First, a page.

Contemporary Chinese art owes a lot to the modernising practises of Deng Xiaoping in the 1970s. Chinese artists were able to learn about global art and embrace the opportunity to create works which were independent of the state commissioned Social Realism style. Experimental tendencies influenced the emerging fusion of styles, spanning Western avant-garde towards works which subverted the logic of modernisation.
By the early 1990s Cynical Realism and Political Pop emerged as modes of cultural critique. Chinese artists continue to use social issues and cultural traditions as the basis for their work. China’s One Child Policy has influenced a generation of young artists who chose to take the self as subject of their work, rather than the shared experience of the collective.
Global support of Chinese art has assisted its growth. Managing Director at Oak Management AS Joey Horn is an avid collector of Chinese art who has helped establish its strong position in the art scene. Artists have played the biggest role in shaping the landscape of Chinese contemporary art through careful consideration of the competing needs of international institutions, commercial galleries and government officials. The Chinese artists demonstrating leadership in the area include some inspirational, emerging talent.
Born in Zhangzhou in 1969, Qui Zhijie embraces every aspect of the art world. A recent piece entitled ‘Art and China after 1989’ was a big addition to the Guggenheim Museum. He has also completed an artistic investigation into the Nanjing Bridge suicides as part of his expansive depth of vision.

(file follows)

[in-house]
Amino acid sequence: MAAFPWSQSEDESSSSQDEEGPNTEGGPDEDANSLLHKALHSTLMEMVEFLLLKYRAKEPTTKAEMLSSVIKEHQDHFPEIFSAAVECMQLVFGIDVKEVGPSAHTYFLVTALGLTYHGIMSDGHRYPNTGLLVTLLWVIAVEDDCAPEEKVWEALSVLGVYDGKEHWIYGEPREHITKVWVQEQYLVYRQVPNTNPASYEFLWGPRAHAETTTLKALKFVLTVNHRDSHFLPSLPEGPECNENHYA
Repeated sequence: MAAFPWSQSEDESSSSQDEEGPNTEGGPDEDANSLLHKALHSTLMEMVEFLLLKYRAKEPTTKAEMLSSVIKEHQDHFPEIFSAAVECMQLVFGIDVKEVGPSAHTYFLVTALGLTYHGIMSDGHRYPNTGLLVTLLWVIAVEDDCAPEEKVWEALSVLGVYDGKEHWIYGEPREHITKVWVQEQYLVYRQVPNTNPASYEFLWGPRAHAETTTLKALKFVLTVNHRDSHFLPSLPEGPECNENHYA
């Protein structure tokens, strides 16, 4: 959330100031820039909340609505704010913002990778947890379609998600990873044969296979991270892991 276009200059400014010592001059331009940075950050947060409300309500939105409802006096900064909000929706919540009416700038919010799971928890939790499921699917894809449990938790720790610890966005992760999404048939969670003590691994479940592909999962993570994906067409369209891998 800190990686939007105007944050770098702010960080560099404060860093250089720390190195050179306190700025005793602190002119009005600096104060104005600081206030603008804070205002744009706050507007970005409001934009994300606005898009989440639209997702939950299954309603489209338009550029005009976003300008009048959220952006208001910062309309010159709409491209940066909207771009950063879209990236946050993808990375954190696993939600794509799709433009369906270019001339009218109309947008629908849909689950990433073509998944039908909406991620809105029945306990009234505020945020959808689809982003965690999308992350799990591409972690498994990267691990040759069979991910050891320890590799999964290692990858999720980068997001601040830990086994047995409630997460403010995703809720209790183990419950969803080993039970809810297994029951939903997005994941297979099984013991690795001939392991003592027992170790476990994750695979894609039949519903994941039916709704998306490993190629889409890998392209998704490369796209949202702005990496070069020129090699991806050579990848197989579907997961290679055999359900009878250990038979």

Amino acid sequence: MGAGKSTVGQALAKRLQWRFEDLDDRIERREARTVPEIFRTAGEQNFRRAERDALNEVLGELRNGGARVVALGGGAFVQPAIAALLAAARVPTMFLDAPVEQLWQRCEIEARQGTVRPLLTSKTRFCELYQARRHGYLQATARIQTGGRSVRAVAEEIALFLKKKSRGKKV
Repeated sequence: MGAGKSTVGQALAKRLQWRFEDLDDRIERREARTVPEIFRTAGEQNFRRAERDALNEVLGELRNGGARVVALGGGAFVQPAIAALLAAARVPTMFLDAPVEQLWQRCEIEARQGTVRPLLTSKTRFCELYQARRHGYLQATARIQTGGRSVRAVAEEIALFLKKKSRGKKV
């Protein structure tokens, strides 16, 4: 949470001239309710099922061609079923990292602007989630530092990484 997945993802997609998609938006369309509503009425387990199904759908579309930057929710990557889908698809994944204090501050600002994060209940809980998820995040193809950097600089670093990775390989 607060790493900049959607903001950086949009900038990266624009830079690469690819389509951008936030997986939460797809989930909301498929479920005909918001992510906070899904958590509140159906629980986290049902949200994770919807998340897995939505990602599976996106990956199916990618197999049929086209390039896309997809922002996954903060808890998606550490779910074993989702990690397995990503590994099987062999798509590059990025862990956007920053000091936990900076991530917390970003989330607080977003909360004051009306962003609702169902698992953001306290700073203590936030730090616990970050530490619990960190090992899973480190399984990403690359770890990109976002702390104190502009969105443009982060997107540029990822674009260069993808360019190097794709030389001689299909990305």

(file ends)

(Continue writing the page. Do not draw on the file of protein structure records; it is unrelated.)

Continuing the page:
Huang Yong Ping
Now based in Paris, France, Huang Yong Ping was among the first Chinese art students to study at the Zhejiang Academy of Fine Arts. His distinct niche uses animal imagery and found objects to comment on society. ‘Theatre of the World’ exhibited at the Guggenheim in 1993; featuring live reptiles and insects, the ensuing public outcry won the desired publicity for issues of brutality in society.
‘The Allure of Matter’ exhibition of Chinese contemporary art at LACMA includes work by Xu Bing. His ‘Tobacco Project’ includes a larger than life tiger skin made entirely from cigarettes. Following a 2000 residency at Duke University, this piece was inspired by Xu Bing’s interest in the fortune made by the Duke family from cigarette manufacturing. It offers a powerful message on the impact of cigarettes on Chinese society and its economy.
The art scene continues to champion contemporary Chinese art. The LACMA exhibition will run until 2020, before travelling across the USA to further raise the profile of talented Chinese artists.